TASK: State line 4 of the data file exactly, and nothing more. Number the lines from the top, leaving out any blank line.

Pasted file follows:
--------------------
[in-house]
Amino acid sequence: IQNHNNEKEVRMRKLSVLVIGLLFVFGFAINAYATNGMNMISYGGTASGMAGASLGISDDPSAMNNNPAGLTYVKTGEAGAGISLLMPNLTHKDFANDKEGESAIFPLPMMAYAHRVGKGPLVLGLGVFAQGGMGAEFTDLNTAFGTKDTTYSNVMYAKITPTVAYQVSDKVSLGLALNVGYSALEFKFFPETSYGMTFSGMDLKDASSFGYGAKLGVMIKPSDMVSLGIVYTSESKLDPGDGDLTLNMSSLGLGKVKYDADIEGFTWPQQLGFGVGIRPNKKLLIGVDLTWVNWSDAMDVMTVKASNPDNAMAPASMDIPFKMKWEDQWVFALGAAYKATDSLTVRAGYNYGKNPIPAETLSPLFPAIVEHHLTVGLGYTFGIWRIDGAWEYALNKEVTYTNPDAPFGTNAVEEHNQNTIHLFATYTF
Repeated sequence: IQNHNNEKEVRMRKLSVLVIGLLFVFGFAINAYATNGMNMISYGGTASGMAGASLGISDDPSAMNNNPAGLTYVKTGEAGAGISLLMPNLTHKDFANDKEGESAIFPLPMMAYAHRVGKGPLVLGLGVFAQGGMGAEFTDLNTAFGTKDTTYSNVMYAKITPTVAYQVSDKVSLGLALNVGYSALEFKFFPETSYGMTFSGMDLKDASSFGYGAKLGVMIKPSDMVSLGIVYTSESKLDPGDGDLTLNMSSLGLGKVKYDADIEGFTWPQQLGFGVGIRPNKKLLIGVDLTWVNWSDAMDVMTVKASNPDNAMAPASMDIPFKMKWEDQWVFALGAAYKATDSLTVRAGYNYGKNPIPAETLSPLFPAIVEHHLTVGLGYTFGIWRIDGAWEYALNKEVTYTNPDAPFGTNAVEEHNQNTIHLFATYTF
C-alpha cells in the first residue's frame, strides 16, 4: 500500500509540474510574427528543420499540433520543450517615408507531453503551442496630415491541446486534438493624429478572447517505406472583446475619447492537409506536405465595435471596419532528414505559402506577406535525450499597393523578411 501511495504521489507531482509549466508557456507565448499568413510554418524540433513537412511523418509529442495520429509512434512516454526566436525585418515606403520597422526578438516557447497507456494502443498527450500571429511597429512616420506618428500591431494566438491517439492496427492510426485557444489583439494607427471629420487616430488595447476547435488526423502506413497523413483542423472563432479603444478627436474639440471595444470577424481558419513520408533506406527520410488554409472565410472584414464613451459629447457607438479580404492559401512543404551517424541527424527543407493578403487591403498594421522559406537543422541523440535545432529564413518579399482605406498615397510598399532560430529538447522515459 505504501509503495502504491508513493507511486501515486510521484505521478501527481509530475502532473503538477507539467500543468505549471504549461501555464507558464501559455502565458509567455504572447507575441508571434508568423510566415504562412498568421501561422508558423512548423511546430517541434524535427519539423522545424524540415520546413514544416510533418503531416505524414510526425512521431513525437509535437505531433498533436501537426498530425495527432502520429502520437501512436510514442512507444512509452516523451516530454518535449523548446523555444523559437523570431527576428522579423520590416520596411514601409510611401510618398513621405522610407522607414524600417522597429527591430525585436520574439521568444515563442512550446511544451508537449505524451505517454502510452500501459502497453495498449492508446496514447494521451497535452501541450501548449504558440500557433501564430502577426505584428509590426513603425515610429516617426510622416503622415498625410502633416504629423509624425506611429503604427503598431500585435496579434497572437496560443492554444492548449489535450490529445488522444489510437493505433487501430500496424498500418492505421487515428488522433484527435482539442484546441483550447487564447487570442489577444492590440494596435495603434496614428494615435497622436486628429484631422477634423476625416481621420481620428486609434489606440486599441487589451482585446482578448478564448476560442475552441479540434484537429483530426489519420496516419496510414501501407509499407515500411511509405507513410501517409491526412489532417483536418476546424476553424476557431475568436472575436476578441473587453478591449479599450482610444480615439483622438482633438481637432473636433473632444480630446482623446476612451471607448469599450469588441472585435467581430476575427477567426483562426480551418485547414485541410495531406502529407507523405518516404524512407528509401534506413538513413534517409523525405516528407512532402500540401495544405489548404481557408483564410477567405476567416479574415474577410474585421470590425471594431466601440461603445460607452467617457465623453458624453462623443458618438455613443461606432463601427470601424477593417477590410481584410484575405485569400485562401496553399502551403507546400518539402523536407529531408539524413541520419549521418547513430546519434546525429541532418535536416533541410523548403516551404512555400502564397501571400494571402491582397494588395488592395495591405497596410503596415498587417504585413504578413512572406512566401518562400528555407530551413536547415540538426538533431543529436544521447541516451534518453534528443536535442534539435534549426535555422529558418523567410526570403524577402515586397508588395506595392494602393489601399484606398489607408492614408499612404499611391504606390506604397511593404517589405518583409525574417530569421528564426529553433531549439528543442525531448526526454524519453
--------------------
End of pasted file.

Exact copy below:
C-alpha cells in the first residue's frame, strides 16, 4: 500500500509540474510574427528543420499540433520543450517615408507531453503551442496630415491541446486534438493624429478572447517505406472583446475619447492537409506536405465595435471596419532528414505559402506577406535525450499597393523578411 501511495504521489507531482509549466508557456507565448499568413510554418524540433513537412511523418509529442495520429509512434512516454526566436525585418515606403520597422526578438516557447497507456494502443498527450500571429511597429512616420506618428500591431494566438491517439492496427492510426485557444489583439494607427471629420487616430488595447476547435488526423502506413497523413483542423472563432479603444478627436474639440471595444470577424481558419513520408533506406527520410488554409472565410472584414464613451459629447457607438479580404492559401512543404551517424541527424527543407493578403487591403498594421522559406537543422541523440535545432529564413518579399482605406498615397510598399532560430529538447522515459 505504501509503495502504491508513493507511486501515486510521484505521478501527481509530475502532473503538477507539467500543468505549471504549461501555464507558464501559455502565458509567455504572447507575441508571434508568423510566415504562412498568421501561422508558423512548423511546430517541434524535427519539423522545424524540415520546413514544416510533418503531416505524414510526425512521431513525437509535437505531433498533436501537426498530425495527432502520429502520437501512436510514442512507444512509452516523451516530454518535449523548446523555444523559437523570431527576428522579423520590416520596411514601409510611401510618398513621405522610407522607414524600417522597429527591430525585436520574439521568444515563442512550446511544451508537449505524451505517454502510452500501459502497453495498449492508446496514447494521451497535452501541450501548449504558440500557433501564430502577426505584428509590426513603425515610429516617426510622416503622415498625410502633416504629423509624425506611429503604427503598431500585435496579434497572437496560443492554444492548449489535450490529445488522444489510437493505433487501430500496424498500418492505421487515428488522433484527435482539442484546441483550447487564447487570442489577444492590440494596435495603434496614428494615435497622436486628429484631422477634423476625416481621420481620428486609434489606440486599441487589451482585446482578448478564448476560442475552441479540434484537429483530426489519420496516419496510414501501407509499407515500411511509405507513410501517409491526412489532417483536418476546424476553424476557431475568436472575436476578441473587453478591449479599450482610444480615439483622438482633438481637432473636433473632444480630446482623446476612451471607448469599450469588441472585435467581430476575427477567426483562426480551418485547414485541410495531406502529407507523405518516404524512407528509401534506413538513413534517409523525405516528407512532402500540401495544405489548404481557408483564410477567405476567416479574415474577410474585421470590425471594431466601440461603445460607452467617457465623453458624453462623443458618438455613443461606432463601427470601424477593417477590410481584410484575405485569400485562401496553399502551403507546400518539402523536407529531408539524413541520419549521418547513430546519434546525429541532418535536416533541410523548403516551404512555400502564397501571400494571402491582397494588395488592395495591405497596410503596415498587417504585413504578413512572406512566401518562400528555407530551413536547415540538426538533431543529436544521447541516451534518453534528443536535442534539435534549426535555422529558418523567410526570403524577402515586397508588395506595392494602393489601399484606398489607408492614408499612404499611391504606390506604397511593404517589405518583409525574417530569421528564426529553433531549439528543442525531448526526454524519453